Are Runny Egg Yolks Safe for Kids to Eat?

Are Runny Egg Yolks Safe for Kids to Eat?

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Sheela Prakash
Mar 18, 2018

I believe a soft-cooked, runny egg — and all that rich, saucy goodness you get from breaking the yolk — is truly one of breakfast's (and sometimes dinner's) greatest pleasures.

Eggs do run the risk of carrying food-borne illnesses like Salmonella, though, and the only way to completely kill any dangerous bacteria that could be in eggs is to cook them all the way through. This is a risk that I've always felt is one I am personally willing to take, since I have a generally healthy immune system.

But is it safe for kids? Here's what you need to know.

Why Soft-Cooked Eggs Are Not Safe for Kids

The USDA states that soft-cooked eggs with runny yolks are not safe for children to consume. While they really recommend that all people (both young and old) cook their eggs fully, until both the whites and yolks are completely firm, to prevent the risk of food-borne illness such as Salmonella, certain individuals — pregnant women, elderly folks, people who are sick — are at significantly greater risk.

Registered Dietitian Sally Kuzemchak of Real Mom Nutrition says, "I know runny egg yolks are trendy right now, but I'd play it safe where kids are concerned. According to the CDC, kids under the age of 5 have higher rates of Salmonella than any other age group. The risk for serious illness from Salmonella is especially high for babies because their immune systems are still developing."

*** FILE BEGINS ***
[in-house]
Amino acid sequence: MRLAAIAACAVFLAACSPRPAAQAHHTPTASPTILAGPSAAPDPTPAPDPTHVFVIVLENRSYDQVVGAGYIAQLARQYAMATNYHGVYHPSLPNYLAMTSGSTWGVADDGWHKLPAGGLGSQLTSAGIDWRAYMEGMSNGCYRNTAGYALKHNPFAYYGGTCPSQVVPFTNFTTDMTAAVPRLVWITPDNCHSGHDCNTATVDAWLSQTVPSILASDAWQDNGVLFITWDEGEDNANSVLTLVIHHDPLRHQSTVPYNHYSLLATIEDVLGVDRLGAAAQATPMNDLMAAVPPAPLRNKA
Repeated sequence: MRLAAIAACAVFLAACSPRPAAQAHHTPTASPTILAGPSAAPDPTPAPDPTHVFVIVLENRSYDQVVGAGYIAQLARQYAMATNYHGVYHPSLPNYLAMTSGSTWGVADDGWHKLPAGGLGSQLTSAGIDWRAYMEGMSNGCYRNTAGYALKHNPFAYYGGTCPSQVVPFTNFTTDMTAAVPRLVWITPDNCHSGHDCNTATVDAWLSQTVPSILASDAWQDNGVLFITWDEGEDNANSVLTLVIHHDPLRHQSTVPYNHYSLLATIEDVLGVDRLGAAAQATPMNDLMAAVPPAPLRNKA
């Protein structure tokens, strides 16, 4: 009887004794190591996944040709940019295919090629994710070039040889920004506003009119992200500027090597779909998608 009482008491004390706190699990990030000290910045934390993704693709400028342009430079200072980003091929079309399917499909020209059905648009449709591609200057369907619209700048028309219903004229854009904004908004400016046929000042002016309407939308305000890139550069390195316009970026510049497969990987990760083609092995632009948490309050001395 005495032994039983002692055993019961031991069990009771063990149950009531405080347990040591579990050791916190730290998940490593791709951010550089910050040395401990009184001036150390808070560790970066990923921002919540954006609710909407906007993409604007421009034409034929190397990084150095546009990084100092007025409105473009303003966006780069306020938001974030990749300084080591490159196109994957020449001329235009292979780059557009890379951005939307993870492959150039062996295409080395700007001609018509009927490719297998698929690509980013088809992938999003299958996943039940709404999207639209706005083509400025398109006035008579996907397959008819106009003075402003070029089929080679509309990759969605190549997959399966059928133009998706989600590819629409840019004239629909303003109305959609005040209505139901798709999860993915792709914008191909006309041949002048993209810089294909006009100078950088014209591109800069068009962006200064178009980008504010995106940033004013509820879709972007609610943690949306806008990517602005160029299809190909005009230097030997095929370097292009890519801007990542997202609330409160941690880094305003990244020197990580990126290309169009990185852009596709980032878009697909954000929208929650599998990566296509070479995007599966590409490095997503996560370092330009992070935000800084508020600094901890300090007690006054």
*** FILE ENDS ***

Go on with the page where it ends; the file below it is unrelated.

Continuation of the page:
Alternatives and When to Transition

While a sunny-side-up egg may be out of the question, there are still plenty of options. "If the bad news is that you can't serve runny yolks to kids under 5, the good news is that you can still introduce them to a variety of cooking methods for eggs," says our Associate Food Editor and busy mom, Meghan. "Over-hard eggs are an easy way to introduce young kids to fried eggs (my 3-year-old is a big fan), while chopped hard-boiled eggs are ideal for toddlers who are still picking up food with their fingers. Introducing them to these egg varieties while they're young will not only keep them interested in eggs, but also help them appreciate the beauty of a runny-yolked poached egg when they're old enough."

After age 5, the risk goes down as kids naturally begin to build a stronger immune system. At this time, Sally recommends looking for pasteurized eggs (which are heated to help reduce the chance of salmonella) as you slowly incorporate soft-cooked yolks into the diet.

What ways to do you serve eggs to your young children? Let us know in the comments!

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